Carl Jung maintained that a person's psyche will allow them to see that which originates in their unconscious. This, he said, was the origin of flying saucers. Other people see the face of Jesus in clouds and nebula and monsters in Loch Ness, and canals on Mars. Many see and experience what they greatly yearn to see and experience. One way to explain these phenomena is with the term miracle. This becomes a loaded term to many of us whose lives are lived in worlds of rationalism and science. Yet there are real miracles in human existence- the mystery of the Red Knot, the capacity to love despite decades of despair or just the experience of hope even in a hopeless situation.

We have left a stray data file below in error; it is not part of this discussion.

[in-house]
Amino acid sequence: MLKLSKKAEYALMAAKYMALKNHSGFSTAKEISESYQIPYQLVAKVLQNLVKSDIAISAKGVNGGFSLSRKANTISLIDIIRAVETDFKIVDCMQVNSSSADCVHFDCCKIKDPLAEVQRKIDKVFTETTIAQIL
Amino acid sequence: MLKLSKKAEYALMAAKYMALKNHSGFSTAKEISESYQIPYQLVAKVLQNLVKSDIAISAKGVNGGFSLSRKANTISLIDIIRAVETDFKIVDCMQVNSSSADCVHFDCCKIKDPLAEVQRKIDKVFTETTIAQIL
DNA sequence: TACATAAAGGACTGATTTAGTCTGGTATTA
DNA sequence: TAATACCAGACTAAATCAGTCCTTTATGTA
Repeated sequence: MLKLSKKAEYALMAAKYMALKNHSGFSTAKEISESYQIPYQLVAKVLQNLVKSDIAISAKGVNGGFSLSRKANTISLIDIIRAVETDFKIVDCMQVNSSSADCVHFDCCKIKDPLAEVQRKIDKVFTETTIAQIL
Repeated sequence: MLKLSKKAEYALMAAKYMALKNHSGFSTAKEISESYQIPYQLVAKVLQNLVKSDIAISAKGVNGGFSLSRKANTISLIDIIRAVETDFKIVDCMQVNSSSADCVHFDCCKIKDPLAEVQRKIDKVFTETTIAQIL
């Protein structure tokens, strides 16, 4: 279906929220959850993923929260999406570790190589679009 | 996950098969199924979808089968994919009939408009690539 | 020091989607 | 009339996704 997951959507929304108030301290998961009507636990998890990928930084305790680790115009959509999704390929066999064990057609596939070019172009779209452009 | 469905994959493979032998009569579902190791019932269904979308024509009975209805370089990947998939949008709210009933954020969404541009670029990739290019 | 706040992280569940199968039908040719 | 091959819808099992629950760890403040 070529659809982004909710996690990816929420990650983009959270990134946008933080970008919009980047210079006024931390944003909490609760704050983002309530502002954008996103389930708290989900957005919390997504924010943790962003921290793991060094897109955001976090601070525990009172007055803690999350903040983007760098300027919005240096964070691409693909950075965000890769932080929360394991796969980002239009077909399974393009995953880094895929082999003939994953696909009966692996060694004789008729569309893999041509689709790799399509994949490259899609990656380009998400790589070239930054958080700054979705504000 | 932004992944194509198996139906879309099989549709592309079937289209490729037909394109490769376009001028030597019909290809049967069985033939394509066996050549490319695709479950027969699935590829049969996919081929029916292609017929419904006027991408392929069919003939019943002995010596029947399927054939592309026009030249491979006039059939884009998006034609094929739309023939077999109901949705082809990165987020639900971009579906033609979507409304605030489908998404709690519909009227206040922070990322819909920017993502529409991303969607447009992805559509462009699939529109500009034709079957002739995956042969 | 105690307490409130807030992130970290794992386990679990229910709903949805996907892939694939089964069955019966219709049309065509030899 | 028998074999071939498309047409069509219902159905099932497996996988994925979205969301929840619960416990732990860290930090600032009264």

Ramadan ended in August and Yom Kippur, the high holiday of the Jewish calendar, was in September For both these great religions these are times of reflection and spiritual discipline expressing the gratitude of the believer for God's guidance and atoning for past sins, confession, repentance and prayers for forgiveness of sins committed during the year. For these two great faiths, representing 1.6 billion and 13 million believers respectively, religion matters.
Since September 11, 2001 there has been a resurgence of all religious expressions. On September 11th the picture of the smoke coming off the second World Trade Center tower after the second collision appeared to many to be the image of the devil. They saw the face of the devil. Like the toasted cheese sandwich I talked of earlier, people see what they yearn to see, or possibly see what is programmed in our genes to perceive.